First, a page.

Urbanization affecting care of aging parents

By Zhou Jing
0 CommentsPrint E-mail China.org.cn, July 1, 2010
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In an investigation conducted by China Youth Daily last week, 41.8 percent of 12,534 people polled said they do not live in the same city as their parents. Over 60 percent of those polled were born in the 1980s and 23.7 percent in the 1970s.

Nearly 63 percent said the main reason for "living apart" was they couldn't afford to pay their parents' living expenses in big cities. Other reasons included parents being unwilling to leave their hometown, being unable to adjust to life in a strange city, non-transferability of healthcare insurance, and younger people being unwilling to move back to the small towns where they were born.

Ms Song graduated this year with a master's degree from East China Normal University in Shanghai. She has had two job offers. One is from a successful state firm in Shanghai and the other from a private company in her hometown – Chengdu, capital city of southwest China's Sichuan Province. Although Chengdu is itself a major city, she has made the difficult decision to stay in Shanghai.

"I will bring you to live with me in Shanghai for sure!" Song told her mother by telephone after breaking the news to her parents. But she admitted she did not have the means to make good her promise immediately.

China's breakneck urbanization means that more and more people like Song left their hometowns and families to study, work, or settle down in other cities. Fulfilling their traditional filial duties is becoming more and more difficult.

"Young people are moving to big cities or going abroad, leaving the elderly in empty houses feeling lonely and helpless. Some old people I know phone each other up every day to make sure they're all alive and well," said Shi Xiaoyun, a lecturer in sociology at China University of Political Science and Law.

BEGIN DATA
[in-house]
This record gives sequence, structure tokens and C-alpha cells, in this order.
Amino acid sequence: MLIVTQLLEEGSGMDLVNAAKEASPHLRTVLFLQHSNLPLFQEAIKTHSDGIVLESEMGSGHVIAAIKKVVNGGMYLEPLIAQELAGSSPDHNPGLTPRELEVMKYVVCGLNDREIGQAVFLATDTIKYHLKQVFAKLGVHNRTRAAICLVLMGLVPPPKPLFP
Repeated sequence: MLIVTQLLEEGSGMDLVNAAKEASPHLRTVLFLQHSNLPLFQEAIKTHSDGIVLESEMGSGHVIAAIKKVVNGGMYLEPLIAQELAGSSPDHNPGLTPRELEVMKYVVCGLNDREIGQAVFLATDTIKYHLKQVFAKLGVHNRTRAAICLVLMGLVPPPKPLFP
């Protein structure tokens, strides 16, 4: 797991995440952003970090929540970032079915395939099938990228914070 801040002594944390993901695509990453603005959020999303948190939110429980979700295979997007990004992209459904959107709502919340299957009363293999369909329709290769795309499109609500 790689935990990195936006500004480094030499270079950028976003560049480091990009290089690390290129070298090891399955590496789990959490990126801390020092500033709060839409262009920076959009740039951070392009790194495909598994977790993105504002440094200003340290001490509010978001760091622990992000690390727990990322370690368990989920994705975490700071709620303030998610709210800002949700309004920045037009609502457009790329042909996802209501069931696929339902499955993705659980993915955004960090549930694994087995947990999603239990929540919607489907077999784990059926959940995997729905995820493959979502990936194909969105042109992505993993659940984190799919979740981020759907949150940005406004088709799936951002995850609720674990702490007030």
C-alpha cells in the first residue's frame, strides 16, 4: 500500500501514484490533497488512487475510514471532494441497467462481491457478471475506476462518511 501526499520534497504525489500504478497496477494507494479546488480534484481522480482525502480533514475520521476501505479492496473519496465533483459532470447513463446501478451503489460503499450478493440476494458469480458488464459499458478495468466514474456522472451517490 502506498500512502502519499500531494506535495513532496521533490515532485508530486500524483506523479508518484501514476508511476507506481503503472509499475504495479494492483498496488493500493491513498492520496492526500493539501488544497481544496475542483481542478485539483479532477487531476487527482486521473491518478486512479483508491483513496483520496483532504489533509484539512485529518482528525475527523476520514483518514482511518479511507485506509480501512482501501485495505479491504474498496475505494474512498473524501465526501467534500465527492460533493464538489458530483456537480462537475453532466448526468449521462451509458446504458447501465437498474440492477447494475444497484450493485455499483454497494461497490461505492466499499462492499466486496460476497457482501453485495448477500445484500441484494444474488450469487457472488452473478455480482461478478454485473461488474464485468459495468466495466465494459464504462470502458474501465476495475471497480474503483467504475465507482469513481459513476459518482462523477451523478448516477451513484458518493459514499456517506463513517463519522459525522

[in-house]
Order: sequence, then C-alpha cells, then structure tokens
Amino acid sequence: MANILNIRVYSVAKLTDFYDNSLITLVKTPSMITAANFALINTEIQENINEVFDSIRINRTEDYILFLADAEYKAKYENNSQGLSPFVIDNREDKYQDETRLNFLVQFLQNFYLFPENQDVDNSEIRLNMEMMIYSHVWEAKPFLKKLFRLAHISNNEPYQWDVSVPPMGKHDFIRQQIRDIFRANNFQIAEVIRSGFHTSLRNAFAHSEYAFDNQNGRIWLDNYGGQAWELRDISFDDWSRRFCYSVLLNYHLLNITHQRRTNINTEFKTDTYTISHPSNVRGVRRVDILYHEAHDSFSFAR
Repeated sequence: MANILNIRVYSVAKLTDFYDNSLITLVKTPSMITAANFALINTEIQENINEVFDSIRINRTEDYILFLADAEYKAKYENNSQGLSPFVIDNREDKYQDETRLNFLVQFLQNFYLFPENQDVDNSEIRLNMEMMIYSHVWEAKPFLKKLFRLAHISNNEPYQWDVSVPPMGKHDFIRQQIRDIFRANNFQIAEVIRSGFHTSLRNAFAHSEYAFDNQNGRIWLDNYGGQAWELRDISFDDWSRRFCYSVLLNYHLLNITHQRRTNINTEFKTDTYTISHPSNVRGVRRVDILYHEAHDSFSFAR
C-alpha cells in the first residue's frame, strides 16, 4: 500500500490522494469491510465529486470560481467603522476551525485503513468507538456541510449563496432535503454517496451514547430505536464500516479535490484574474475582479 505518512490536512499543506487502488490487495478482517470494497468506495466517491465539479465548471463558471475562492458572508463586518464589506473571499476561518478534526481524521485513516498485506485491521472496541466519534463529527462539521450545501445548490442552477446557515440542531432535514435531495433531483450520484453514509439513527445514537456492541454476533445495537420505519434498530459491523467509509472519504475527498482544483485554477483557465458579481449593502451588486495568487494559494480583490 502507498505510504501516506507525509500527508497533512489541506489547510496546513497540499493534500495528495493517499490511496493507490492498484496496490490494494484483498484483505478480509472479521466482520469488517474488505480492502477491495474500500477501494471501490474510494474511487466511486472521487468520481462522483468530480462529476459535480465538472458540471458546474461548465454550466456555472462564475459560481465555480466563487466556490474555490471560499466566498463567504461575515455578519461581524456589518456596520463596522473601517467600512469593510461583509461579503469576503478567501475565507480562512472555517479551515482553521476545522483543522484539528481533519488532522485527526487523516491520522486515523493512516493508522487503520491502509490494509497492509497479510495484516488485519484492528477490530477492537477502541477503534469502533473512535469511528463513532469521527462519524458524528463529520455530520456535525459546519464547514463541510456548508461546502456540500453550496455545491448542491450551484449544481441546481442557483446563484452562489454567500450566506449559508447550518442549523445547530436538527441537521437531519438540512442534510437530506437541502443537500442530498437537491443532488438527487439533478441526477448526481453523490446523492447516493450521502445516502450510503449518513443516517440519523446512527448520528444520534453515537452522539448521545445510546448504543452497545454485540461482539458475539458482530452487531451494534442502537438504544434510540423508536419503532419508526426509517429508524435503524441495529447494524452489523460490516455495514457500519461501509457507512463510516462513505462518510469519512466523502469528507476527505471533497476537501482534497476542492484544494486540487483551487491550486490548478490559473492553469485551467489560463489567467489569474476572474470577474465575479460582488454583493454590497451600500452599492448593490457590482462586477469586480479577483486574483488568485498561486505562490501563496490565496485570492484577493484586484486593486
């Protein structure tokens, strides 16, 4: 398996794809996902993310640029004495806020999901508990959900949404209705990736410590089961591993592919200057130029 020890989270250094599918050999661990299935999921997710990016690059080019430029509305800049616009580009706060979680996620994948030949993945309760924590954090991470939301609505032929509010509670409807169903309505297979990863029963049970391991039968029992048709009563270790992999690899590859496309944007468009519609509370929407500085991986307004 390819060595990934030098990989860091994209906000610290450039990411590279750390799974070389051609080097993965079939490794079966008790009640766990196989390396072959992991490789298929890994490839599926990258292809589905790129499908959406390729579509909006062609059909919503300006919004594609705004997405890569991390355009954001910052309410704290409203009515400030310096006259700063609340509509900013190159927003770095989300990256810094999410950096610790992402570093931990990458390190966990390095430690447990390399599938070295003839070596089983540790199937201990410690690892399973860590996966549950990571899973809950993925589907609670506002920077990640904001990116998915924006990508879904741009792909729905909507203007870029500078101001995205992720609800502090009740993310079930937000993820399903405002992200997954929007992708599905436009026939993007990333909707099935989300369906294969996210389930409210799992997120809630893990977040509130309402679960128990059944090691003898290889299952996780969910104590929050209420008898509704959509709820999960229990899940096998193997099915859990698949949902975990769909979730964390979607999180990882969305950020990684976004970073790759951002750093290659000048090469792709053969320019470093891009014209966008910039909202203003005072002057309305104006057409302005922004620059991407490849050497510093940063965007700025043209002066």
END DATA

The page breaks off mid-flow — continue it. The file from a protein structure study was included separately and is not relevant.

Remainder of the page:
Professor Lin Xinqi of Renmin University of China said the current social security system needs to be improved. In most cases, families have only one child. As they get older, parents need economic support, help with day-to-day tasks as well as emotional support.

What would help the younger generation live closer to their parents? More than half of those surveyed said transferability of healthcare insurance was the most important factor. People said cities should take into account the issue of looking after aging parents when setting out to attract young talent; employers and society as a whole should also accept responsibility for solving the problem.

China's floating population reached a record 211 million in 2009, and the average age of migrants is 27.3 years, according to the Report on the Development of China's Floating Populations released on June 26 by the National Population and Family Planning Commission.

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